May 2002 Reader Challenge - 12 Jun 2002

Do You Know Why the Screen Saver Wasn't Working?

Congratulations to Unis Ayub of Moorpark, California, United States, who wins first prize, a copy of my book, "Admin911: Windows 2000 Registry." Second prize, a copy of "Admin911: Windows 2000 Group Policy," by Roger Jennings, goes to John Elliott of Toronto, Ontario, Canada.

Thanks to all of you for sending so many great answers (not just correct, but original and sometimes funny). Unfortunately, many wonderful answers arrived without addresses and telephone numbers, eliminating those people from the contest. Please read the rules. We can't send you a prize if we don't know where to send it. You must include your full name, street mailing addresss, town, state or province, and phone number.

The Problem:

A North Carolina reader named Patricia, who works at the Help desk of a large company, sent me an amusing note that detailed a challenge she faced. I sent her the answer, and now I'm presenting the challenge to you.

A company's human resources (HR) director and controller called a meeting of the accounting department employees and announced, "You're working with sensitive information such as payroll data, and we don’t want the information displayed for the world to see when you leave your workstation. As of this moment, you must use password-protected screen savers, and you must set your screen saver to appear after three minutes of idle time."

At the meeting, Patricia demonstrated the steps required to set up a password-protected screen saver. She showed the configuration screen and the "Computer Is Locked" dialog box that would appear when users returned to their workstations and moved the mouse to turn off the screen saver. Armed with handouts from Patricia, the employees returned to their workstations to configure their systems.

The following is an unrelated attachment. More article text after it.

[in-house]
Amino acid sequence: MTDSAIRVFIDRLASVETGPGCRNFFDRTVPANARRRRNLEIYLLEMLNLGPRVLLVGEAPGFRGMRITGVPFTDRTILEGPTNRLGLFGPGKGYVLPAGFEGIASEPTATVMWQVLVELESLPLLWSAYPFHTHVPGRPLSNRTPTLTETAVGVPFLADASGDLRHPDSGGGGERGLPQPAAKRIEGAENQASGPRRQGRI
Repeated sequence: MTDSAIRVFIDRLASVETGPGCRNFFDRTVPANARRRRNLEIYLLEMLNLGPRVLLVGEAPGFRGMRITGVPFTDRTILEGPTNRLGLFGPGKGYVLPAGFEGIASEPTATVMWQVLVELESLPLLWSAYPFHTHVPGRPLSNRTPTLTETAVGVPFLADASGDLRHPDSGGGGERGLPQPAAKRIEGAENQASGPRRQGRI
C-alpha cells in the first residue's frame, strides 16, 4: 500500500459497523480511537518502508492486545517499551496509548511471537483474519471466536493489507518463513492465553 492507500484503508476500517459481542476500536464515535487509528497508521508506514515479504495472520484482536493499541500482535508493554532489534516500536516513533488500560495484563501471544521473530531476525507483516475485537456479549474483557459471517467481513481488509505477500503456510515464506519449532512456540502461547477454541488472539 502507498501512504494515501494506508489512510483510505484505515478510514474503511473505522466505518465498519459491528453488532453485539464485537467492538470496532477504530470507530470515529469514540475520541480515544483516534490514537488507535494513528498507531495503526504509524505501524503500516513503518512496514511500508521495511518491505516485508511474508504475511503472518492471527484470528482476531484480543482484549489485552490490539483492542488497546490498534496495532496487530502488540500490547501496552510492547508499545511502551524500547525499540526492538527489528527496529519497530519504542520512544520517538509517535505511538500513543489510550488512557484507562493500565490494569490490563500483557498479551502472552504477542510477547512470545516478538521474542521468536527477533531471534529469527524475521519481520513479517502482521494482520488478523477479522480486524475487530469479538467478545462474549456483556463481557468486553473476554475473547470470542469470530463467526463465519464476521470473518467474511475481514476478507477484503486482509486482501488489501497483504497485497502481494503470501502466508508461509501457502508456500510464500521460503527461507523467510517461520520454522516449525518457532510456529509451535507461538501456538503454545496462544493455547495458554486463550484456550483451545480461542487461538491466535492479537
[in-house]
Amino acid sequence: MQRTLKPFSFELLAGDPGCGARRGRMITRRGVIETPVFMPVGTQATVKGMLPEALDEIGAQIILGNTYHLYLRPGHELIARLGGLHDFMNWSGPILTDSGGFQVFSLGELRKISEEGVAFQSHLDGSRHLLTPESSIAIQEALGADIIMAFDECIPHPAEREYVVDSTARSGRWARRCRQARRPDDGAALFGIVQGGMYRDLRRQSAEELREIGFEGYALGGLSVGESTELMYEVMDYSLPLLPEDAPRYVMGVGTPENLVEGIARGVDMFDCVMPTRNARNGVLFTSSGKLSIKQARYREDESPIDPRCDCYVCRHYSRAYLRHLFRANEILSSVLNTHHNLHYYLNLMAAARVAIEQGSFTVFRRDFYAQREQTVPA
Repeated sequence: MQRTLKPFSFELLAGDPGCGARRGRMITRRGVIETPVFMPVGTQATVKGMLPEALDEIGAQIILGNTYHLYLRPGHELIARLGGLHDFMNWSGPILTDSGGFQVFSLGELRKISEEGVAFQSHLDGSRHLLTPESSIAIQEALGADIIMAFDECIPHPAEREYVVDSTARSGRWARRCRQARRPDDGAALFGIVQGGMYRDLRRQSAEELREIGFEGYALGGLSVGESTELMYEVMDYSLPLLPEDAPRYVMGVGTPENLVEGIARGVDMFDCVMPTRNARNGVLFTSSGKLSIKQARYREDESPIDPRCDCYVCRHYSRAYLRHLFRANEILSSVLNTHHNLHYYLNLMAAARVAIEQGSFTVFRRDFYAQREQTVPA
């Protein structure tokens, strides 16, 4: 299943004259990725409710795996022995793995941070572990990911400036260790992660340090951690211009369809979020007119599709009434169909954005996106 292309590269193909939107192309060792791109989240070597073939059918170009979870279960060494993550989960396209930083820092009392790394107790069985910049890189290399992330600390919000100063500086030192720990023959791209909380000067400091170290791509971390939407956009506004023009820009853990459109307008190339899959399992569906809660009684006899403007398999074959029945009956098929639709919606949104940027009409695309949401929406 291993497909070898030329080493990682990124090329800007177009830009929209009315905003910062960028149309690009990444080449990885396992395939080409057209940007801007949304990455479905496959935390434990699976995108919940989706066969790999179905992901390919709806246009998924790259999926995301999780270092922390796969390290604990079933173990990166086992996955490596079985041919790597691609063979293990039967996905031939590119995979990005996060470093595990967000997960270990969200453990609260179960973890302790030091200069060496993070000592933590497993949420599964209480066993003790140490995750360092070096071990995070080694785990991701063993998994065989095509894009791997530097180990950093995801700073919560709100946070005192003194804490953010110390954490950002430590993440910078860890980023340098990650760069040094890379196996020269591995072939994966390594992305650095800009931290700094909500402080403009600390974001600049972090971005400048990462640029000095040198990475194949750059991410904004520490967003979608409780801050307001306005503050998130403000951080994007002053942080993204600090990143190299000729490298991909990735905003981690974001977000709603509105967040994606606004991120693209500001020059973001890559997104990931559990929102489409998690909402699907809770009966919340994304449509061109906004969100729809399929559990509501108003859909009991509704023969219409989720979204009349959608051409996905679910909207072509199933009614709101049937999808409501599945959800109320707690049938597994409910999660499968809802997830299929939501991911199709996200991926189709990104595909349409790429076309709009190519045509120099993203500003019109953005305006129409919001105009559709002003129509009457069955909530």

The controller spent the next few days checking around the accounting department. When he saw a workstation with no user and no screen saver, he waited for the user to return and then he complained. When he saw an unmanned workstation displaying a screen saver, he moved the mouse to see what would happen. Almost half the time, the screen saver disappeared to reveal accounting data instead of the expected "Computer Is Locked" dialog box. He called for Patricia, who checked the Display Properties dialog box. Patricia could see that the configuration was correct—the screen saver was password-protected. "What's going on?" she asked me.

Tell Patricia what's going on; there's only one possible cause for her problem.

The Solution

The accounting department employees understood the need to hide accounting data, and they took the security measure seriously. Whenever an employee left her workstation, she started the screen saver.

However, password protection for screen savers only works when the screen saver starts automatically (that is, when the specified amount of idle time has expired). When a user launches a screen saver manually, the computer isn't locked even though a password is linked to the screen saver.

To resolve the problem, Patricia had to teach users how to lock the computer (press Ctrl+Alt+Del, and then choose Lock Computer). The screen of a locked computer displays only the Computer Locked dialog box, and to unlock the computer you must press Ctrl+Alt+Del and type in the password for the current user. At Patricia's company, the password-protected screen saver became a secondary security measure, needed only when a user forgot to lock the computer.

Patricia learned that users were employing three methods for launching the screen saver manually, and I'll pass those methods along to you so you can understand the problem if you run into it:

1. Clicking the Preview button on the Screen Saver tab of the Display Properties dialog.

2. Double-clicking the screen-saver file, which is in the %SystemRoot%\System32 folder. Screen-saver filenames start with ss and have an .scr extension (e.g., ssmyst.scr for the Mystify screen saver). Many users had created desktop shortcuts to the screen-saver file.

3. Launching the screen saver from the Microsoft Office Toolbar (which is placed in the Startup folder of the Programs menu when you install Microsoft Office).

Hide comments

Comments

  • Allowed HTML tags: <em> <strong> <blockquote> <br> <p>

Plain text

  • No HTML tags allowed.
  • Web page addresses and e-mail addresses turn into links automatically.
  • Lines and paragraphs break automatically.
Publish